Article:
For embedded TDD, don't worry so much about testing on the target

As an embedded software developer, you're used to downloading and running your code on your target processor. This is useful for testing your complete application or for testing how it interacts with the hardware.

If you want to do embedded test-driven development (TDD) though, running your automated unit tests on the target is too slow. When you're test-driving, you're running the tests very frequently. You will not want to wait for the tests to download to the target. It will disrupt your flow and you'll get more easily distracted.

It's much more effective to compile and run your unit tests on your host PC.

Yes, some of your application software will need touch the hardware. You will not want to compile this for code for the host. But if you can keep these hardware dependencies contained to a few clearly defined software modules, then you should be able to test-drive most of your code on the host.

Why do you think you need to test on the target?

I think there's a sense that we have to use the target to run our code, because that's just what we do with embedded software. It runs on some particular hardware.

But embedded software is still just software. Yes it can be compiled for your embedded target, but you can also compile it for your host computer.

What about my hardware?

Okay, so your embedded software probably has some unique hardware dependencies. But you can still test a lot of your embedded software by 1) designing your application to isolate hardware dependencies and 2) mocking the hardware dependencies during your tests.

You should not be accessing hardware registers from most of your code. For example, if you want to turn on an LED from some code that you're test driving, instead of directly accessing some register with PORTE |= 0x0800, use a function like led_turn_on(POWER_LED). This has the added benefit of being much more descriptive.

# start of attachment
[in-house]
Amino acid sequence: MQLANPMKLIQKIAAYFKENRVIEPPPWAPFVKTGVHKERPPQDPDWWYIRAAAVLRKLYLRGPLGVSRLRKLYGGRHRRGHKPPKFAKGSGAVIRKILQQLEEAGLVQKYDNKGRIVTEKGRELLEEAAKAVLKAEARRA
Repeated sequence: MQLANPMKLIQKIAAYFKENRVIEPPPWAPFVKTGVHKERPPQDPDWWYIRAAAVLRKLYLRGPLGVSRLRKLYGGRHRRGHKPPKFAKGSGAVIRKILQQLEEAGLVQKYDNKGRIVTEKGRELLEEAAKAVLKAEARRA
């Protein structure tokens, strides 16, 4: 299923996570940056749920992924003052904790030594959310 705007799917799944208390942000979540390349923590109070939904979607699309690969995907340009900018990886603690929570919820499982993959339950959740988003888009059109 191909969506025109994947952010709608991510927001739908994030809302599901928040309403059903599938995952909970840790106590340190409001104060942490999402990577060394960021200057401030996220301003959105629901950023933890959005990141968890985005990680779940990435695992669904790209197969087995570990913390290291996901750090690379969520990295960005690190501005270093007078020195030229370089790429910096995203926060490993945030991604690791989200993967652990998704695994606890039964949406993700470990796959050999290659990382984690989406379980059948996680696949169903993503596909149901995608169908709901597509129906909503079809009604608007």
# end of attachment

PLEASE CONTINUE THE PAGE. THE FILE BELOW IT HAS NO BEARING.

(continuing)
When most of your code doesn't access the hardware, then you can test most of it on the host.

But I need interrupts, right?

Again yes, your application probably has to handle some interrupts. But you don't necessarily need to simulate interrupts to test it. This gets back to hardware isolation.

For example if you're getting a new character over the serial port on an interrupt, you don't actually need to simulate the ISR being called. To test your application you can just call the function that gets called to accept a new character. Or, depending on you application, you could simulate a new character being available in some receive queue.

The getting of the character isn't likely to be as interesting as what you do with it after it's received. And what happens if you get a bad character... or a thousand characters instead of one? Those are the sorts of tests that are really helpful.

What about my RTOS?

Similarly to hardware accesses, calls into the RTOS can permeate your code making it difficult to test. What you want to do is to try to isolate your application logic from the RTOS so it's easier to test.

For example, consider a task responsible for controlling some LEDs. It consumes events and calls functions to set the LEDs appropriately. It might look something like:

void led_task(void)
  event_t next_event;

  while (true)
    rtos_dequeue(&next_event);      // Wait for next event.
    led_process_event(&next_event); // Process next event.

The task just waits for the next event and then calls a function to process it. Inside led_process_event we'd expect to call functions that set the LEDs.

Without involving the RTOS, our unit tests can test the LED behavior by testing led_process_event and pass it any event (or sequence of events) that we want. We'd mock out the LED control functions to inspect that the correct ones are called (or not called) in each case.